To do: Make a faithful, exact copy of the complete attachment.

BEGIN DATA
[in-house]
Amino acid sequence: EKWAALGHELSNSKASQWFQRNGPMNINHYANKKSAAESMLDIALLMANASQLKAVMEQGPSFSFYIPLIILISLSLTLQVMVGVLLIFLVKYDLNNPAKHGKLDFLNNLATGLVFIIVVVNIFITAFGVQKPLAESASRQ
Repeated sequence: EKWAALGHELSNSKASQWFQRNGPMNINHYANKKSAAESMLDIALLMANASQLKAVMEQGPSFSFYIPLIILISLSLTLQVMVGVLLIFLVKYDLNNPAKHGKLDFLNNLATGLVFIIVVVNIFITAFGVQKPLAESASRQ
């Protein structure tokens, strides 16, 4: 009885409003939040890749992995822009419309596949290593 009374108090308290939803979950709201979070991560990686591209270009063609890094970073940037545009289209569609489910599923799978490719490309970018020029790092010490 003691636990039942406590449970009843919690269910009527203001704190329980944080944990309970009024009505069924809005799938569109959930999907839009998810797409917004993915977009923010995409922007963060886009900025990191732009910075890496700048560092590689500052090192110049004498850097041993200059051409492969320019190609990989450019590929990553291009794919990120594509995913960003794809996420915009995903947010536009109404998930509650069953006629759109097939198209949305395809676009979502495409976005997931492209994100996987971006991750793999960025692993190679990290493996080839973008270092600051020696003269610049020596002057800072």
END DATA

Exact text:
[in-house]
Amino acid sequence: EKWAALGHELSNSKASQWFQRNGPMNINHYANKKSAAESMLDIALLMANASQLKAVMEQGPSFSFYIPLIILISLSLTLQVMVGVLLIFLVKYDLNNPAKHGKLDFLNNLATGLVFIIVVVNIFITAFGVQKPLAESASRQ
Repeated sequence: EKWAALGHELSNSKASQWFQRNGPMNINHYANKKSAAESMLDIALLMANASQLKAVMEQGPSFSFYIPLIILISLSLTLQVMVGVLLIFLVKYDLNNPAKHGKLDFLNNLATGLVFIIVVVNIFITAFGVQKPLAESASRQ
């Protein structure tokens, strides 16, 4: 009885409003939040890749992995822009419309596949290593 009374108090308290939803979950709201979070991560990686591209270009063609890094970073940037545009289209569609489910599923799978490719490309970018020029790092010490 003691636990039942406590449970009843919690269910009527203001704190329980944080944990309970009024009505069924809005799938569109959930999907839009998810797409917004993915977009923010995409922007963060886009900025990191732009910075890496700048560092590689500052090192110049004498850097041993200059051409492969320019190609990989450019590929990553291009794919990120594509995913960003794809996420915009995903947010536009109404998930509650069953006629759109097939198209949305395809676009979502495409976005997931492209994100996987971006991750793999960025692993190679990290493996080839973008270092600051020696003269610049020596002057800072």